Step 3. Write an Outline for a PowerPoint Presentation

In this section, we’ll focus on how to write an outline for a presentation. Remember that the outline for a PowerPoint presentation helps you decide and organise what to include. 

A PowerPoint presentation outline is simply a plan showing the presentation layout and the essential points you’ll explore. These you’ve already identified in the step above. Now, organise the points in a logical way, starting with your introduction. 

  1. The introduction is the place in the presentation process where you tell your audience what you’ll cover in your talk.
  2. Next, you write a topic sentence for each of the main points you’ve decided you want to cover.
  3. For each topic sentence or main point, you’ll now write two to three supporting ideas or arguments. 
  4. Your PowerPoint presentation outline needs a conclusion. The most effective conclusions end on as strong a note as the presentation began. Conclusions generally restate the key points you’ve made in your presentation and finish with a call to action, compelling story, or memorable quote. 

Now that you know how to write a PowerPoint presentation outline, let’s look at how to write a script for a presentation. 

2. Sit Down to Write

Step 1. Start Strong

Remember that mini-thesis we worked on? You’re about to be glad you did it.

Your introduction should consist of two things: your thesis and a summary of your outline. It’s important to find the right balance with how you approach this. You want to neatly skim over each of the main points you’ll cover, but without giving too much away too early.

Your introduction shouldn’t just be informative, it needs to be engaging, too. It’s your opportunity to convince your listeners that what you’ve got to say is interesting and worth their attention. It should grab their attention.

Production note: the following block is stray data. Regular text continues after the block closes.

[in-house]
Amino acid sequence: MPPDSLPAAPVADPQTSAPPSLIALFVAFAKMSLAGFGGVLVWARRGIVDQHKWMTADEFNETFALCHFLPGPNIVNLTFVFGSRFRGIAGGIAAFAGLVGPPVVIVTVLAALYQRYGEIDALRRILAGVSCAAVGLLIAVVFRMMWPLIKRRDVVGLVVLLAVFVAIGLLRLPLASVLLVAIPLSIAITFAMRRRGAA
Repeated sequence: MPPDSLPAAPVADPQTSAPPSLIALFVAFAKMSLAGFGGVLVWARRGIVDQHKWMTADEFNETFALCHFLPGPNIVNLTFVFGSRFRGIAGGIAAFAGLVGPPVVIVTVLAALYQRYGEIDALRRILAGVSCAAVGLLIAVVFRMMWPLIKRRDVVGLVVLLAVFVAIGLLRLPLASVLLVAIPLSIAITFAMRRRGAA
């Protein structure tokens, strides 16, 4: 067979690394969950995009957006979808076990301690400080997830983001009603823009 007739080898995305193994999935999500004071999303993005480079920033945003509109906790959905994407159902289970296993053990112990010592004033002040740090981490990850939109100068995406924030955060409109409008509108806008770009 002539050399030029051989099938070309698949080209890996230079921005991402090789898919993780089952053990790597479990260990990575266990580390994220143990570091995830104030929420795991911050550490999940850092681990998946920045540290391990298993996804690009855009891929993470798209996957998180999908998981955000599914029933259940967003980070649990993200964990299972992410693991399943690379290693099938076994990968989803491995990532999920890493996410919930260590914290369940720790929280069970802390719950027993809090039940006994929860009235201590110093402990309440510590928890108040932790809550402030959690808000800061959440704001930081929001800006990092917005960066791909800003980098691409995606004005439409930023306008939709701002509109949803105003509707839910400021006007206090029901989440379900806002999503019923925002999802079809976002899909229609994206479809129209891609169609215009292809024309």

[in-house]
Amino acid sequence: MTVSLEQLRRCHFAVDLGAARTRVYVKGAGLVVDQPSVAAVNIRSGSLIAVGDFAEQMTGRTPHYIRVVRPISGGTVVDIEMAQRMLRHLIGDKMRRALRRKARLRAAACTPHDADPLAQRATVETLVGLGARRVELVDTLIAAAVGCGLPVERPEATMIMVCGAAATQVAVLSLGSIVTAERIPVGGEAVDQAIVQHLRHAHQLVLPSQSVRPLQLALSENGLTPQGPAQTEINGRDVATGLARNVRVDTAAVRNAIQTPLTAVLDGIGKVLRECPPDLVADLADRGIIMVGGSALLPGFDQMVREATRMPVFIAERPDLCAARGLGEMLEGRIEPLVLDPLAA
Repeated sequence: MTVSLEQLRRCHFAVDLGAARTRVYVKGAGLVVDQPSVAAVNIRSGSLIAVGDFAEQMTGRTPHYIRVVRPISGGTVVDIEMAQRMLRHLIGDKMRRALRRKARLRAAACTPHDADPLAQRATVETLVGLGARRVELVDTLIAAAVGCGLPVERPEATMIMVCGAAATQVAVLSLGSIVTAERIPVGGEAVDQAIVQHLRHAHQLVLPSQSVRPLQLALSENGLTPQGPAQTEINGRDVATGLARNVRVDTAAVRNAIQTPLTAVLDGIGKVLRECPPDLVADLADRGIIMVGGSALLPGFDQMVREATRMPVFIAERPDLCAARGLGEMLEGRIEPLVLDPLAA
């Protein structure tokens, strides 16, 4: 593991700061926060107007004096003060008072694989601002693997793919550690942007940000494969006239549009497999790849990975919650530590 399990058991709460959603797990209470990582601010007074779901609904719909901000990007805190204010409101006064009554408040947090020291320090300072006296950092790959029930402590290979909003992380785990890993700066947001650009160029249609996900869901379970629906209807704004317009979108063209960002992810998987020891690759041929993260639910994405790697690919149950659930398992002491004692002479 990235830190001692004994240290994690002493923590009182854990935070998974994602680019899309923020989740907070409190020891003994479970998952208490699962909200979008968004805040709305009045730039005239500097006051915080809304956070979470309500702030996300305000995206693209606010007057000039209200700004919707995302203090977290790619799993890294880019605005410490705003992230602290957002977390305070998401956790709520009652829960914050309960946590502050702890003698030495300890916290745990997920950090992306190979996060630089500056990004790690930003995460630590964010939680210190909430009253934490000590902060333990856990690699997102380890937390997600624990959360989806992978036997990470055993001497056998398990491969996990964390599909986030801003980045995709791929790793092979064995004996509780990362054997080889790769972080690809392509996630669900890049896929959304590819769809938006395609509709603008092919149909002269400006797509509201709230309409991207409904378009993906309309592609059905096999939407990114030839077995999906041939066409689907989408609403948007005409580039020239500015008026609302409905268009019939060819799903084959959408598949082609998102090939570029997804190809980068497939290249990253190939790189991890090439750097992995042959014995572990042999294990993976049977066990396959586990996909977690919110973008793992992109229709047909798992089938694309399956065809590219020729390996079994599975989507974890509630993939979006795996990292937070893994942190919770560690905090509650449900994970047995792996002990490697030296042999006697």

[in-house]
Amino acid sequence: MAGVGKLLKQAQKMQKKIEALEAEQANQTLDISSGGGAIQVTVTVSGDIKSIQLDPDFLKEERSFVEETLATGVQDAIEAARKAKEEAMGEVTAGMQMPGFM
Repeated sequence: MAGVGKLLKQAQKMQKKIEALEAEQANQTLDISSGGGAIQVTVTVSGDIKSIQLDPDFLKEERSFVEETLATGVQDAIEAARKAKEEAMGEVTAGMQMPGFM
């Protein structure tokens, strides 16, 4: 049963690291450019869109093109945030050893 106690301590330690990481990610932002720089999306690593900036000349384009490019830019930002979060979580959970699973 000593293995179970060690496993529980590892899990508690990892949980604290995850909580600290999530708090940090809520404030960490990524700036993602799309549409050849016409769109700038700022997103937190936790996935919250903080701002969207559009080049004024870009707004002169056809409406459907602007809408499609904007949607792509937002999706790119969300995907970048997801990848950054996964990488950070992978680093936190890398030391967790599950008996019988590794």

Step 2. End Strong

Your conclusion will look and sound a lot like your introduction. The only difference is that your introduction is to intrigue, and your conclusion is to call your listeners to action. 

Avoid watered down phrases as you wrap up your points. Don’t give hints or suggestions. Instead, use direct language and make impactful summary points. 

Focus on what you want your listeners to leave your presentation thinking about and taking action on.

Step 3. Create a Compelling Hook and Angle

Your goal with the first statement of your introduction is to hook your listeners. You want to say something that makes them want to keep listening.

Ways to hook audience:

  • Use a provocative statement.
  • Tell a brief story or anecdote.
  • Ask a rhetorical question.
  • Say something that shocks or surprises your audience.
  • Bring up a problem and share the solution.

This tutorial on how to make a good persuasive presentation has many helpful tips on crafting a compelling hook: 

Step 4. Turn Your Main Points Into Mini Hooks

Think of each main point as a mini hook. A point is an opportunity to draw your audience in. Take advantage of this. Every main point you make should be a memorable one-liner. And when it comes to the delivery of each point, remember to speak clearly, state slowly, and pause where appropriate for effect.

3. Get Your Presentation Design Right

The writing process for PowerPoint, isn’t produced in isolation. It’s one of many contributing factors that need to be planned in partnership to craft an effective presentation. Design is just as important. 

Nothing will distract your audience more than a poorly designed PowerPoint presentation. Even if you’ve rehearsed thirty times, even if you’ve properly emphasised your main points, even if you’ve got the most engaging hook, it won’t move an audience without a clear design strategy that visually pulls your presentation together. Here are a few critical design steps to take: